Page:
“When the assault hit,” Lukhas said after a moment, “Sasham and Diorre were the only ones in that sector of the station — Outring One. You’re familiar with the design?”

“Um… Tangia. Oh, that’s a Shillanae class station. Yes.” The design was fairly simple, Hub (sometimes called “Inring”, even though it wasn’t really a ring), Midring, and Outring, with connecting spokelike Radials, like ripples from a stone in a pond. “They were the only people in that sector? But where were… oh. No wonder the Zchorada waited. Fallday rehearsals.”

“Right. One breaching unit hit there almost as soon as any of the sensors got off an alarm. If Sasham hadn’t been there and able to code open the lock of the secondary armory, we’d almost certainly have lost the whole station. He and Diorre held them off for more than half an hour while the rest of the station dealt with the other breaches — two dozen all told — and the defense forces finally chased off the actual warships with some unexpected civilian assistance.” He closed his eyes and sighed again. “But before that happened, a second breacher came up next to the first, and that one had a psi in it — a powerful one.”

Taelin felt himself go white. “Oh demons…”

“Yes.” Lukhas nodded slowly. “Diorre was in light armor so no shield. Sasham was in his full Navy kit, but…” His eyes shifted suddenly to a point over Taelin’s shoulder.

“…But,” another voice continued from behind Taelin, making him jump, “its shield was not sufficient to ward off the psi in question.”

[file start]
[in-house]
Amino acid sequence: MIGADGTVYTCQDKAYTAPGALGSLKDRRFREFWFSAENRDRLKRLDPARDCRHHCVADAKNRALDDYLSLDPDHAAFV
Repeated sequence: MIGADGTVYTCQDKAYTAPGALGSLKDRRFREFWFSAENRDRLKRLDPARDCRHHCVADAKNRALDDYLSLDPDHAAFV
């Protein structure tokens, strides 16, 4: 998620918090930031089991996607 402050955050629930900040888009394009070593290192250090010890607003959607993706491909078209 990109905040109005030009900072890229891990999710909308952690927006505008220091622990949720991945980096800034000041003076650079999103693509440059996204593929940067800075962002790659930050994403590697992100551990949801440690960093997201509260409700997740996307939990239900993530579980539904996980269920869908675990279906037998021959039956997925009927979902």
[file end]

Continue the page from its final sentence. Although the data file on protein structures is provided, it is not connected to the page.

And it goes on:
Taelin twisted around and looked up. The silver-shining glasses — which were almost never removed — and the black-and-silver uniform were instantly recognizable, and Taelin immediately stood. “Prime Monitor!”

The Prime Monitor waved him back to his seat. The smile, intended to be friendly and comforting, didn’t quite succeed with Taelin; the blank silver of Prime Monitor Shagrath’s gaze made the smile look almost like that of an automaton, something smiling by rote and mechanical instruction, not from true feeling. “Do not trouble yourself, young Mel’Tasne. I am but a servant, not of the Five.”

“And so Sasham –”

” — proceeded to do his duty in spectacular fashion, holding Radial One for the next fifteen minutes until not one of the breaching force was left alive and reinforcements arrived; he then lapsed into a coma.”

Taelin blinked and felt momentarily dizzy. “But you said his shield failed.”

This smile was not meant to be comforting — and wasn’t. “And so it did.”

The acid knot in his gut tightened with horror. “But … that would mean that Sasham Varan is a PSI?”

“One would think so, yes.” The Prime Monitor was no longer smiling. “But we obtained his Exsheath combat records and it appears that the situation is something far more interesting — unique, in fact.” The unsettling smile was back, and from the corner of his eye, Taelin saw his brother simply watching, almost expressionless. “Which is why we have a very, very specific need for you.”